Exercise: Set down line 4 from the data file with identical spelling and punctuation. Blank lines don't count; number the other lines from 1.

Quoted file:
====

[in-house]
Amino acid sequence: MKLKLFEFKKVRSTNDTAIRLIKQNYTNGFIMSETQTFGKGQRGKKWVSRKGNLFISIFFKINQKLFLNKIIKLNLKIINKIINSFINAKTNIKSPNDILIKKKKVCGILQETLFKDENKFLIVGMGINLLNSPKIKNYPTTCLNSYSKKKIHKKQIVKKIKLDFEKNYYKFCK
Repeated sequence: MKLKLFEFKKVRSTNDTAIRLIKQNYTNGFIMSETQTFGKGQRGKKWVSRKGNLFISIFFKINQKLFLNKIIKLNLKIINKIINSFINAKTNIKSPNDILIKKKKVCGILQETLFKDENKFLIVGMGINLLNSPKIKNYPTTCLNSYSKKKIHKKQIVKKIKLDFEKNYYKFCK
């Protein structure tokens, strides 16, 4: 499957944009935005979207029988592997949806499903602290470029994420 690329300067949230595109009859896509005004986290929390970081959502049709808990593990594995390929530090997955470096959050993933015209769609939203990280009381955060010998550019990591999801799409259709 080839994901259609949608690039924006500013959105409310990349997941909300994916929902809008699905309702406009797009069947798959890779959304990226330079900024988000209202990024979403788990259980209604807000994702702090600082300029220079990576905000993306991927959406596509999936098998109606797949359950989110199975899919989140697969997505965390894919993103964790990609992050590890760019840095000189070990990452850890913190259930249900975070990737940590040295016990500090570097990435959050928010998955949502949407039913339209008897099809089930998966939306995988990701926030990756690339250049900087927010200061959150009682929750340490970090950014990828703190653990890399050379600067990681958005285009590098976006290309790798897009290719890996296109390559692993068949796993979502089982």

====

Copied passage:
């Protein structure tokens, strides 16, 4: 499957944009935005979207029988592997949806499903602290470029994420 690329300067949230595109009859896509005004986290929390970081959502049709808990593990594995390929530090997955470096959050993933015209769609939203990280009381955060010998550019990591999801799409259709 080839994901259609949608690039924006500013959105409310990349997941909300994916929902809008699905309702406009797009069947798959890779959304990226330079900024988000209202990024979403788990259980209604807000994702702090600082300029220079990576905000993306991927959406596509999936098998109606797949359950989110199975899919989140697969997505965390894919993103964790990609992050590890760019840095000189070990990452850890913190259930249900975070990737940590040295016990500090570097990435959050928010998955949502949407039913339209008897099809089930998966939306995988990701926030990756690339250049900087927010200061959150009682929750340490970090950014990828703190653990890399050379600067990681958005285009590098976006290309790798897009290719890996296109390559692993068949796993979502089982």